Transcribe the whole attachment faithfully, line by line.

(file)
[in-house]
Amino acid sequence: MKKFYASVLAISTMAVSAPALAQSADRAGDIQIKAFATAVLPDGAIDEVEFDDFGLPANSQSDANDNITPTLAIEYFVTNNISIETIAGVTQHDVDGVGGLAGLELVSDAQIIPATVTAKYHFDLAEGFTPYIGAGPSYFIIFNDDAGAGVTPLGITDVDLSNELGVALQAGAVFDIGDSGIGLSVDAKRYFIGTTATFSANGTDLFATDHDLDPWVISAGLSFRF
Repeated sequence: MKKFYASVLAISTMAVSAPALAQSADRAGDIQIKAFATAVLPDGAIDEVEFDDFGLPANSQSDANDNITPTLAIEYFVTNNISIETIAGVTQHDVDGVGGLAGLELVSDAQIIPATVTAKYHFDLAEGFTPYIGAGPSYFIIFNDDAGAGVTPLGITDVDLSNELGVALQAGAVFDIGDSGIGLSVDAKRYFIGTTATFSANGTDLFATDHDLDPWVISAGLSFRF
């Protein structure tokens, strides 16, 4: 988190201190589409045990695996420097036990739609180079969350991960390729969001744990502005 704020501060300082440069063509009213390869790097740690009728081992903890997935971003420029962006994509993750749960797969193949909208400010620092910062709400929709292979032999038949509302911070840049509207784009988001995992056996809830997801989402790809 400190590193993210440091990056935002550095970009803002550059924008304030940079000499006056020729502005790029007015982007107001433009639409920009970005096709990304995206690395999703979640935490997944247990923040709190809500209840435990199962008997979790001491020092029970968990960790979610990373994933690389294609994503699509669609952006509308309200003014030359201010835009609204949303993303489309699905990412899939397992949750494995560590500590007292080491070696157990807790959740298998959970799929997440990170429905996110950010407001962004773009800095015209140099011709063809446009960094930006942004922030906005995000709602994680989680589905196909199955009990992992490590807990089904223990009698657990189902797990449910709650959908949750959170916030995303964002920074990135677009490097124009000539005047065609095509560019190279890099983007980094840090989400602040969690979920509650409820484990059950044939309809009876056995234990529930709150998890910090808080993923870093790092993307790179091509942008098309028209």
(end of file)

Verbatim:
[in-house]
Amino acid sequence: MKKFYASVLAISTMAVSAPALAQSADRAGDIQIKAFATAVLPDGAIDEVEFDDFGLPANSQSDANDNITPTLAIEYFVTNNISIETIAGVTQHDVDGVGGLAGLELVSDAQIIPATVTAKYHFDLAEGFTPYIGAGPSYFIIFNDDAGAGVTPLGITDVDLSNELGVALQAGAVFDIGDSGIGLSVDAKRYFIGTTATFSANGTDLFATDHDLDPWVISAGLSFRF
Repeated sequence: MKKFYASVLAISTMAVSAPALAQSADRAGDIQIKAFATAVLPDGAIDEVEFDDFGLPANSQSDANDNITPTLAIEYFVTNNISIETIAGVTQHDVDGVGGLAGLELVSDAQIIPATVTAKYHFDLAEGFTPYIGAGPSYFIIFNDDAGAGVTPLGITDVDLSNELGVALQAGAVFDIGDSGIGLSVDAKRYFIGTTATFSANGTDLFATDHDLDPWVISAGLSFRF
């Protein structure tokens, strides 16, 4: 988190201190589409045990695996420097036990739609180079969350991960390729969001744990502005 704020501060300082440069063509009213390869790097740690009728081992903890997935971003420029962006994509993750749960797969193949909208400010620092910062709400929709292979032999038949509302911070840049509207784009988001995992056996809830997801989402790809 400190590193993210440091990056935002550095970009803002550059924008304030940079000499006056020729502005790029007015982007107001433009639409920009970005096709990304995206690395999703979640935490997944247990923040709190809500209840435990199962008997979790001491020092029970968990960790979610990373994933690389294609994503699509669609952006509308309200003014030359201010835009609204949303993303489309699905990412899939397992949750494995560590500590007292080491070696157990807790959740298998959970799929997440990170429905996110950010407001962004773009800095015209140099011709063809446009960094930006942004922030906005995000709602994680989680589905196909199955009990992992490590807990089904223990009698657990189902797990449910709650959908949750959170916030995303964002920074990135677009490097124009000539005047065609095509560019190279890099983007980094840090989400602040969690979920509650409820484990059950044939309809009876056995234990529930709150998890910090808080993923870093790092993307790179091509942008098309028209």